This simulation allows students to explore the change in sea surface pH levels with increasing CO2 levels.

One of a suite of online climate interactive simulations, this Greenhouse Gas Simulator uses the bathtub model to demonstrate how atmospheric concentrations of CO2 will continue to rise unless they are lowered to match the amount of CO2 that can be removed through natural processes.

This set of activities is about carbon sources, sinks, and fluxes among them - both with and without anthropogenic components.

This video adapted from Bullfrog Films examines the effects of global warming on the Pacific island of Samoa with testimonials from an expert in both western science knowledge and traditional ecological knowledge. Background essay and discussion questions are included.

In this activity, students use climate data to develop a simple graph of how climate has changed over time and then present the result in a blog, emphasizing effective science communication.

A detailed Google Earth tour of glacier change over the last 50 years introduces this topic in an engaging way. Students are then asked to select from a group of glaciers and create their own Google Earth tour exploring key characteristics and visible changes in that glacier.

This hands-on activity introduces students to the process of fermenting different carbohydrate sources into ethanol. Teachers demonstrate yeasts' inability to metabolize certain food sources.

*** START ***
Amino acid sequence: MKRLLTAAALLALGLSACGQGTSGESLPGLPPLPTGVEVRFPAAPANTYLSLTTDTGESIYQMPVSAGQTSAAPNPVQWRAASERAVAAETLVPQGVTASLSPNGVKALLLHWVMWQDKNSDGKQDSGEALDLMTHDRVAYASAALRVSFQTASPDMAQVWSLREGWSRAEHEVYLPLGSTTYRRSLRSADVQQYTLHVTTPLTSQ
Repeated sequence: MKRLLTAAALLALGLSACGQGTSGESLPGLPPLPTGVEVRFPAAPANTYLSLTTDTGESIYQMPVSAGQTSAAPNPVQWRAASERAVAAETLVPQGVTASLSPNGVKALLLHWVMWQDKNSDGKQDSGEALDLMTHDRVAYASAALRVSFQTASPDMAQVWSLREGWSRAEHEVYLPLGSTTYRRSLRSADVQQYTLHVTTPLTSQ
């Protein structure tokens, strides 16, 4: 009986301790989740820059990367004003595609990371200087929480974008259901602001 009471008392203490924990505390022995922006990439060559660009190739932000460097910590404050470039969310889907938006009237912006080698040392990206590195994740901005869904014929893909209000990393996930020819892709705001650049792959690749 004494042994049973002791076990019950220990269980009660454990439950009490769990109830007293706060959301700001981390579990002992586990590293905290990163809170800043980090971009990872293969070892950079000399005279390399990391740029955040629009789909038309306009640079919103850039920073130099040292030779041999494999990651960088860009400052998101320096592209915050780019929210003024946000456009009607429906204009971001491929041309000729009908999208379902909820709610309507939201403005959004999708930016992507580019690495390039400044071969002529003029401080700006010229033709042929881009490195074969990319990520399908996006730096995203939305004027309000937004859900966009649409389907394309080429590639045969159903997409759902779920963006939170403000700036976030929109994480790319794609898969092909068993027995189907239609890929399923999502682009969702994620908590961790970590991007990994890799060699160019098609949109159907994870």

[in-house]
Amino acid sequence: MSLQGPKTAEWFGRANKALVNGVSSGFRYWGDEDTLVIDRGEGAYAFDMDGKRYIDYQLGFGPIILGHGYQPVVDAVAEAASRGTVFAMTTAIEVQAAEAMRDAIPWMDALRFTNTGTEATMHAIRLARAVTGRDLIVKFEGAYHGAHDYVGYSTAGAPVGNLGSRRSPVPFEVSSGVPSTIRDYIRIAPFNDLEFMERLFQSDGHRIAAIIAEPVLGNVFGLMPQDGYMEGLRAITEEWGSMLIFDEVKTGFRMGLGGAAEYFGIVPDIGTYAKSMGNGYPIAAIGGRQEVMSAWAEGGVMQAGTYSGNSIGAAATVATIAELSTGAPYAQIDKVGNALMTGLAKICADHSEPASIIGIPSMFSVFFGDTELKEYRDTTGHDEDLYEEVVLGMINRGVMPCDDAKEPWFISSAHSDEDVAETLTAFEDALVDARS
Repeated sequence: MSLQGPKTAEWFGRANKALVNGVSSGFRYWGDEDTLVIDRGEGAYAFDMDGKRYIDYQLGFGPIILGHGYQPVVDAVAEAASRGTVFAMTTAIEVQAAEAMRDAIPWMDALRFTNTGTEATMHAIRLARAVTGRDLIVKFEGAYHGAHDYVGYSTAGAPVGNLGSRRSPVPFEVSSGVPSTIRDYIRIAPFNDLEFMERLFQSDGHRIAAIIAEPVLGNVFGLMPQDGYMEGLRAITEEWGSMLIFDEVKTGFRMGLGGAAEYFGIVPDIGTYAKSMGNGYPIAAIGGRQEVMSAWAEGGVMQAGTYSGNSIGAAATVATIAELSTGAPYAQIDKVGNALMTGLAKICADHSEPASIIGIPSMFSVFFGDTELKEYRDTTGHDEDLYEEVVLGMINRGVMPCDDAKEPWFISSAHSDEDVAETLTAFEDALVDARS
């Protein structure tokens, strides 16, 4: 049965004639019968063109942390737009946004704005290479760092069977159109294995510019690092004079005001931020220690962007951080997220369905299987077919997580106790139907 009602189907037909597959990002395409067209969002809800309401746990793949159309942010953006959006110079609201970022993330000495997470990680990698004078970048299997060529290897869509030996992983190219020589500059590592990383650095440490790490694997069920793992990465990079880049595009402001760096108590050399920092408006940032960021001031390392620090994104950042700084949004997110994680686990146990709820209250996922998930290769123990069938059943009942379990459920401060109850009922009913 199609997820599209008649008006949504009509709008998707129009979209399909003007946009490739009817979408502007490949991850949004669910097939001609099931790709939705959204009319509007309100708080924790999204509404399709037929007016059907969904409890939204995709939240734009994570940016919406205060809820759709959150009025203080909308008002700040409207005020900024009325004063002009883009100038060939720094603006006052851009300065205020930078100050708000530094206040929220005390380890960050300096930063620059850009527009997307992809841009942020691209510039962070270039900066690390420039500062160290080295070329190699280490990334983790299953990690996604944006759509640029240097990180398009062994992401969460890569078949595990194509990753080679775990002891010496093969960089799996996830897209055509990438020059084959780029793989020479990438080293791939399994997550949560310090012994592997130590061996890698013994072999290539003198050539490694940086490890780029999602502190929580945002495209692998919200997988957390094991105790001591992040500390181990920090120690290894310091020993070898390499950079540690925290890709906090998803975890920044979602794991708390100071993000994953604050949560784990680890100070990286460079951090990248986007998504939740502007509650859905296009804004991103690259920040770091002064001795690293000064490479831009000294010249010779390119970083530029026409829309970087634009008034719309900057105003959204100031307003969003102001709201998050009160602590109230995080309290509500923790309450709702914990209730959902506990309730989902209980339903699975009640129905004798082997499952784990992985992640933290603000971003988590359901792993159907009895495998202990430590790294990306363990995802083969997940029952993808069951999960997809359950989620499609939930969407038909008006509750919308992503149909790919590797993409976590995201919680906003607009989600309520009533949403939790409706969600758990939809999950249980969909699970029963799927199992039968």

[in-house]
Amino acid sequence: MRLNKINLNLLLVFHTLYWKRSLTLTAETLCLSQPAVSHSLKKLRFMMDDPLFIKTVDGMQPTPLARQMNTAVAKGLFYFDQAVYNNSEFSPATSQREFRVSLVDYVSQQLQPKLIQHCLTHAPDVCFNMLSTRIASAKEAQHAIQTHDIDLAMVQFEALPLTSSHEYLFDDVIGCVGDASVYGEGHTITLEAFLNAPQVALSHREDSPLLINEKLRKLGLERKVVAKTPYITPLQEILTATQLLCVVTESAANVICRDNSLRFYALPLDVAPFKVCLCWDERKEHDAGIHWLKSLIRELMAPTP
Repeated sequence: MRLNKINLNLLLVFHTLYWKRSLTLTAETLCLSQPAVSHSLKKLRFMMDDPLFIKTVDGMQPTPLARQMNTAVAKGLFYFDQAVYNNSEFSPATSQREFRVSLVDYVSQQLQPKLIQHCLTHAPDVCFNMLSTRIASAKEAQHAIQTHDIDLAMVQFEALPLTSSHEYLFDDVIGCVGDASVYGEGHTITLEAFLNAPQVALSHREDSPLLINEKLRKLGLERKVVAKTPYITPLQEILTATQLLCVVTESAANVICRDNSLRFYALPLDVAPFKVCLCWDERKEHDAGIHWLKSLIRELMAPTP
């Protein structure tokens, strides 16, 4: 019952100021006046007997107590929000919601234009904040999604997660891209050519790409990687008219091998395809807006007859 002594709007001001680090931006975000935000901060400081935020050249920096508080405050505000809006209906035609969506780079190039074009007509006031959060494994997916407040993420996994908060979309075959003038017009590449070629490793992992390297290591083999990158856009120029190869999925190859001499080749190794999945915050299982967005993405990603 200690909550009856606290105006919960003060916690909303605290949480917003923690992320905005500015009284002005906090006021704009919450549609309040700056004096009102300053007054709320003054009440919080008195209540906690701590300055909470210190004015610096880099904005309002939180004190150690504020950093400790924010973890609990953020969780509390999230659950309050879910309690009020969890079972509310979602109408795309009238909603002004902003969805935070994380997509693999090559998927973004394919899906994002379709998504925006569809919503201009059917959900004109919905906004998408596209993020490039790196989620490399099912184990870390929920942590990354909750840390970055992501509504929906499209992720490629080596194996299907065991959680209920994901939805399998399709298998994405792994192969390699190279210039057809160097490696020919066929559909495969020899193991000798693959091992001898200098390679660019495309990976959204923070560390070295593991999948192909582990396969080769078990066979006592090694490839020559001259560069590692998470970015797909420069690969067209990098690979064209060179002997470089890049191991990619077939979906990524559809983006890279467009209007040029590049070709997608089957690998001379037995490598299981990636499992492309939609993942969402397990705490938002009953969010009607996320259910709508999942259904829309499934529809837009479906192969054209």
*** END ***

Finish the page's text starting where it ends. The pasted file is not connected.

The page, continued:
This is the seventh of nine lessons in the 'Visualizing and Understanding the Science of Climate Change' website. This lesson addresses climate feedback loops and how these loops help drive and regulate Earth's unique climate system.

This activity focuses on reconstructing the Paleocene-Eocene Thermal Maximum (PETM) as an example of a relatively abrupt global warming period. Students access Integrated Ocean Drilling Program (IODP) sediment core data with Virtual Ocean software in order to display relevant marine sediments and their biostratigraphy.

This is a multi-media teaching tool to learn about climate change. The tool is comprised of stills, video clips, graphic representations, and explanatory text about climate science. Acclaimed photographer James Balog and his Extreme Ice team put this teaching tool together.

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